- The Washington Times - Saturday, March 2, 2002

Border patrols from the National Association for the Advancement of Colored People will protest at welcome centers on both South Carolina state lines this weekend an action state authorities promise will be met with a lawsuit.

The protest is aimed at dissuading visitors to South Carolina from spending money there. The NAACP, which has trained dozens of people for the patrols, has called for an economic boycott of the state for two years because a Confederate flag is flown on the Statehouse grounds.

The patrols will be stationed at eight welcome centers along the Georgia and North Carolina borders. They will follow up the protest with a blitz of billboards and media ads from the NAACP, explaining the reasons for the boycott and urging potential tourists to go elsewhere.

State Attorney General Charlie Condon said the border patrols will be an "illegal secondary boycott" in which an action affects uninvolved third parties namely, merchants who have nothing to do with the flying of the Confederate flag.

Mr. Condon's office said the state Supreme Court has ruled that a protest is illegal if the purpose of a protest is to damage the business of another.

"We will take civil action against the NAACP,'' said Robb McBurney, a spokesman for Mr. Condon. "When they take this action tomorrow, then our lawyers will draw up a lawsuit. We are not advocating any law enforcement action; this is a civil suit."

Officers from the state Department of Public Safety will be stationed at each welcome center.

"Should something occur, there will be a response," said Sid Gualden, a spokesman for the department. "There is no reason that they can't be there and there will only be arrests if an incident would occur."

The NAACP insists it has a First Amendment right to the patrols and the boycott. James Gallman, president of the South Carolina NAACP, said he has consulted with the group's lawyers and received the go-ahead.

"They believe that we are on solid legal ground," Mr. Gallman said. "We do not want to be perceived as lawbreakers, as some of us have been identified as. This is an informational protest. Our idea is to remind people that sanctions are in place."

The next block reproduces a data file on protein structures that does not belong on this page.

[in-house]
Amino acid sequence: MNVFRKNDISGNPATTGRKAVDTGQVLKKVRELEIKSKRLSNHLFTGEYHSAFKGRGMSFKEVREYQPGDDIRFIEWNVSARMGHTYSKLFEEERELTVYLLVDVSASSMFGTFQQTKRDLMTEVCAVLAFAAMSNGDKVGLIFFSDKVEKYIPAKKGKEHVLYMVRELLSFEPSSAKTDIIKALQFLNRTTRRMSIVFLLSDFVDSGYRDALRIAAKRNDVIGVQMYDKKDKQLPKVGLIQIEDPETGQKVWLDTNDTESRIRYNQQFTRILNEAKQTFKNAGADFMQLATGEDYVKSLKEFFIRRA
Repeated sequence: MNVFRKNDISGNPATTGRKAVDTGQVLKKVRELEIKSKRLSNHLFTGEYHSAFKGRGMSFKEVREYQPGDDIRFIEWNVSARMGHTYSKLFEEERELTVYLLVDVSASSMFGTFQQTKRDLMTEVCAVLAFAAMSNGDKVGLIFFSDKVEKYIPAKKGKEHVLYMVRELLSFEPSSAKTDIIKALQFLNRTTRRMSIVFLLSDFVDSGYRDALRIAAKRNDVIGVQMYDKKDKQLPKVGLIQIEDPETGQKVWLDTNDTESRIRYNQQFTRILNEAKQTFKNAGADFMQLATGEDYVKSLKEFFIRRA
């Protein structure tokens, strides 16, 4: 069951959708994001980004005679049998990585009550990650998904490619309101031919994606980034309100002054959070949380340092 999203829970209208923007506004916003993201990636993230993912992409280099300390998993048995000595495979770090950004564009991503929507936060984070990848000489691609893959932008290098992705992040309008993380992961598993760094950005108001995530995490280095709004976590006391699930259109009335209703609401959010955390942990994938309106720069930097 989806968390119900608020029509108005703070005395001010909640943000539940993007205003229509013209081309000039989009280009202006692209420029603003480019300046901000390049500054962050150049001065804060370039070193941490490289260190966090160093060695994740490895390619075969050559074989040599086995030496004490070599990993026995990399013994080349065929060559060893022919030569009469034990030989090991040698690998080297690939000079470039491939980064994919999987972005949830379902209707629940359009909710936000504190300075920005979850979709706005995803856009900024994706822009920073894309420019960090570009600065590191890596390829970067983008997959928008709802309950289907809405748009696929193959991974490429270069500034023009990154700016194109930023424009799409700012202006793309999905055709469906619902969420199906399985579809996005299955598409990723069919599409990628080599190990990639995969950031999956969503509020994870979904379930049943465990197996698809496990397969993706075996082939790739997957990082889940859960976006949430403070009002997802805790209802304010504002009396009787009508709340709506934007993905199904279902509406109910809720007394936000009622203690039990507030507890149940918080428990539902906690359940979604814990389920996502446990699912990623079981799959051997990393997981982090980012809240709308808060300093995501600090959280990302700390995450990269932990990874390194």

NAACP lawyer Charles Boykin said publicly funded welcome centers and rest areas are fair game for the protests because they are "there for the purpose of giving people information about the state."

"It seems to me that the state has created a limited forum of where information on the state is provided to the public. What the NAACP is going to do is use that forum to provide a different point of view."

The patrols are an extension of the boycott the NAACP imposed Jan. 1, 2000, to protest the state's flying of the Confederate battle flag over the Statehouse in Columbia. A compromise bill in July 2000 moved the flag to a Southern history memorial on Statehouse grounds. But the NAACP maintains the flag is still too prominent.

Nelson Rivers III, the NAACP's national field director, said at the state chapter's January meeting that the boycott will not stop until "the Confederate flag has been put where it should be out of sight, out of mind."

The NAACP passed a resolution in 1991 calling the Confederate flag "an odious blight upon the universe."

Most merchants say the two-year boycott has had a minimal effect on the state's $9.1 billion tourism industry.

But "I think it would be ill-advised for them to continue," Mr. Condon said in January, when word of the border patrols surfaced. "They are targeting innocent businesses, and there is a body of case law prohibiting that. I think it is time for someone to stand up for South Carolina."


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